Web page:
I wish I had the words to describe the deadness that occupies the places in me where other things once lived – -things like humor.
It seems like I have a sense of humor at times but everything is shallow. The depth that I used to experience and feel is gone. Pain is what I feel deeper and more often than any other feeling. I feel that even more than I feel love.
I swear sometimes the miss, and the sorrow, and the regret are so deep that my bones ache.
I remember when Charles picked this shirt out. It remember him in it. Charles always felt he had an angel on one shoulder and the devil on the other. I see a lot of angel/devil/demon references in his music.
Drugs were definitely a demon and made him feel as such. He hated himself for what they made him do. But I’m going to focus on one of his angel references that he wrote for Tiffani when he was at the Family School in NY.
“She’s my angel, so its only appropriate that she stay on my mind like … Read more...
My family suffered the triple stigma with our son – depression, addiction and death by suicide. Stigma can exist only in an environment where judgment and lack of education thrive. Which is precisely why we need to talk about them. Openly and without judgment.
I am stripping away the façade and hitting taboo subjects head on. The death of my son Charles Aubrey Rogers by suicide in June of 2015 taught me that.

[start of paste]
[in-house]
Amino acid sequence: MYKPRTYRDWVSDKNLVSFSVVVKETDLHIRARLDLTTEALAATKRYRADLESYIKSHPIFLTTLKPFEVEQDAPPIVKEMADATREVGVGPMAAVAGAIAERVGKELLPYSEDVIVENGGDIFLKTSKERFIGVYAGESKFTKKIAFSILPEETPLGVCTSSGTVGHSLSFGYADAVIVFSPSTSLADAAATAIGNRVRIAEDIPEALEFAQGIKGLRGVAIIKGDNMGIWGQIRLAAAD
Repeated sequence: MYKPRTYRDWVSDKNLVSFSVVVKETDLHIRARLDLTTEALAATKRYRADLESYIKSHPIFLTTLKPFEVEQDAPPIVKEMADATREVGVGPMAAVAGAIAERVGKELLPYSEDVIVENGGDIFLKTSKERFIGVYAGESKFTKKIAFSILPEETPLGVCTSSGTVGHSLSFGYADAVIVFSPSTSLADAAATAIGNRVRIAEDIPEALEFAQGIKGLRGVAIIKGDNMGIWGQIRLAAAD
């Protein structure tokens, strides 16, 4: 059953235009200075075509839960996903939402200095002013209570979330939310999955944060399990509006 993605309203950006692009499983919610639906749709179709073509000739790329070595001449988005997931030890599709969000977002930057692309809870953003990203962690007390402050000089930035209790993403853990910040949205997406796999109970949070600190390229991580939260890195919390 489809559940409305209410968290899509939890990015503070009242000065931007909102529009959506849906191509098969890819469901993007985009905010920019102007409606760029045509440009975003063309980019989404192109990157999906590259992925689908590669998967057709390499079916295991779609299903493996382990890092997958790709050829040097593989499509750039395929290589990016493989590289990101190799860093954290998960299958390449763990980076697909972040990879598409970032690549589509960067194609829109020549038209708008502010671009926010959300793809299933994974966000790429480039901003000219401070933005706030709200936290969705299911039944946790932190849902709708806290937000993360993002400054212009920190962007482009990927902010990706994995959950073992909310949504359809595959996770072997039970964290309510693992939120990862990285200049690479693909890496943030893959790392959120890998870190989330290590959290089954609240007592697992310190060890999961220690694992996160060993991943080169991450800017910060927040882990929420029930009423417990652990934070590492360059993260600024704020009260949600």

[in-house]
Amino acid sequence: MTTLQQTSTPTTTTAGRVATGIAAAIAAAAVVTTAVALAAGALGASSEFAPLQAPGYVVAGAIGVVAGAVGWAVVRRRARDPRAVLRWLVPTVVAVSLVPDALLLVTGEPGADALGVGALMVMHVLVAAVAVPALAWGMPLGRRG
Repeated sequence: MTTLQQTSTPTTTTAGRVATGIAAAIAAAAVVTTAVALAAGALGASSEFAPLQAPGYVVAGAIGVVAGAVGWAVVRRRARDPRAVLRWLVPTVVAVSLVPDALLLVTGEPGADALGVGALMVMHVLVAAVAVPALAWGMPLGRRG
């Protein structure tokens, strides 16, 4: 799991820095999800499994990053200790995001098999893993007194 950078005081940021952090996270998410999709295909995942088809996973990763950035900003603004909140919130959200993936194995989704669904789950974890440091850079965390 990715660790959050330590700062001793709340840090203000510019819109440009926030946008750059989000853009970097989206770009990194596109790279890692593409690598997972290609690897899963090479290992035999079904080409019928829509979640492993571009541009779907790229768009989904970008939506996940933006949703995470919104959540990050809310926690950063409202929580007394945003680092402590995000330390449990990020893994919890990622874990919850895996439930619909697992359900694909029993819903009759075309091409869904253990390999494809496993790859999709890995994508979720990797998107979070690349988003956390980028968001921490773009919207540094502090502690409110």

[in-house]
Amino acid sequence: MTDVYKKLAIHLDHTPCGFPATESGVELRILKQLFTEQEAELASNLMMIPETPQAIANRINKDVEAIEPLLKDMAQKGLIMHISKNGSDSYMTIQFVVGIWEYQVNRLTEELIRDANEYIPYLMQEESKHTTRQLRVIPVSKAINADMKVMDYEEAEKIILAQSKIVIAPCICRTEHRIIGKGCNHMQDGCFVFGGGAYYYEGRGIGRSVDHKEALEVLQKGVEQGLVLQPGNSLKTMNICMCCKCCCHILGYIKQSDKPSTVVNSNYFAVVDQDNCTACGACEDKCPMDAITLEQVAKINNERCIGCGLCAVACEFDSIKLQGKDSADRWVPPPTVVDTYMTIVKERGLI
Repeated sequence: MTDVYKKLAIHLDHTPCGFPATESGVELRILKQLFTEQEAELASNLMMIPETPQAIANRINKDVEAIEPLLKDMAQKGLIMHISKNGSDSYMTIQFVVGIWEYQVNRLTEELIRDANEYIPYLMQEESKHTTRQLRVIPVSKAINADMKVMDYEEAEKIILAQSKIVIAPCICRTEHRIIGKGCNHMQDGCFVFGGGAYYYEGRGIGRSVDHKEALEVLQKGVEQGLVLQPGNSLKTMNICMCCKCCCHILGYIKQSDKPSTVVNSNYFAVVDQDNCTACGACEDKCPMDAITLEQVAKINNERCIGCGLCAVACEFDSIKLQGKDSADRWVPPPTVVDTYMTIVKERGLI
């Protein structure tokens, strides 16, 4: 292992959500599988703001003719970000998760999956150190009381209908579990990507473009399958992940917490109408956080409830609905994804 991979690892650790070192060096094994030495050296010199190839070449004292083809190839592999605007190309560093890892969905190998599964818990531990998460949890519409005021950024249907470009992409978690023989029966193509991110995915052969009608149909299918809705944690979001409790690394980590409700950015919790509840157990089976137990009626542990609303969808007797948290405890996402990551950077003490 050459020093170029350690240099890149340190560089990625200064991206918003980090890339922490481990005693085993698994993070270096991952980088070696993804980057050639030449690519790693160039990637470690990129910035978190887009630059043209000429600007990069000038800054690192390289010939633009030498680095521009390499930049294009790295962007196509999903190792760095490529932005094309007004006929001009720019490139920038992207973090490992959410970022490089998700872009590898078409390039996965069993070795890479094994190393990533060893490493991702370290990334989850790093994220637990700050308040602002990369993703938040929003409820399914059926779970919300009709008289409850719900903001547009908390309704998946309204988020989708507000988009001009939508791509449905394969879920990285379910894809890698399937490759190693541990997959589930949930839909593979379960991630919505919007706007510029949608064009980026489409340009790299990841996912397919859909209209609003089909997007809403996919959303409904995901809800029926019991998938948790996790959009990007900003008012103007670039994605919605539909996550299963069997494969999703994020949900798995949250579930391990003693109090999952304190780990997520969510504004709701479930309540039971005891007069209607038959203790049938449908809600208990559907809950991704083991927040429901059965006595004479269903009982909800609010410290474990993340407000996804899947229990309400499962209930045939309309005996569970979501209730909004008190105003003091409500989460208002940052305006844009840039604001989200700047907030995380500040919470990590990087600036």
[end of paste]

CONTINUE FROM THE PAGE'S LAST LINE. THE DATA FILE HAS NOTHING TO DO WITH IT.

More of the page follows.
Everybody has a story. Everybody has struggles. A visible success does not make any life perfect. And you know by now what can go on behind closed … Read more...
The shower is the best place to cry. The good news is that I don’t cry everyday in the shower like I once did.
Sometimes I just have nice memories in the shower. But when I really want to let loose, I do it here most of the time. It might hurt like crazy but I let it all hang out and it feels good to do so. I often feel better after. You moms who’ve lost a child know what I mean, don’t you? The car and the shower.
The first time we did this, I thought it was #iamnotashamed but it’s #imnotashamed. I’m and not I am.
I am sending this to TeamNotAshamed today so it was only fitting to make it today’s #griefheart. Rachel Griffen, a singer songwriter, had an article recently in the Washington Post. And she started the movement asking those with mental illness to speak up. Thank you Rachel.
If moms and dads, aunts and uncles, cousins and friends speak up about those who died by suicide, we could save more lives.
You’re probably thinking, “Why would I want to make a dour, gloomy, depressing subject like suicide a household word?”
Talking about suicide does not give someone the idea.
The idea is already in their heads.
By repeating it, taking it out of the dark and putting it in the spotlight, we give people permission to reach out, we remove the secrecy and stigma and make the idea look like a less logical solution.
Just as important as talking about it, is the listening part
Listening is a skill we don’t do enough of. We tend to lecture our teens for … Read more...
My coulda woulda shoulda is that last phone call I had with Charles. Here’s how it goes.
Alter Ego: You missed that last conversation, the one where he texted you, “Please pick up the f@#$%& phone, there is something I need to tell you.”
(my mind usually whines here)
Me: We had already been on the phone for two hours. He was shouting, incoherent and argumentative. I didn’t know where he was. I couldn’t understand him. I said, “I have to go. Bye, bye, I love you.” Then he called again and we talked again.
Alter Ego: But that third phone call, the one that … Read more...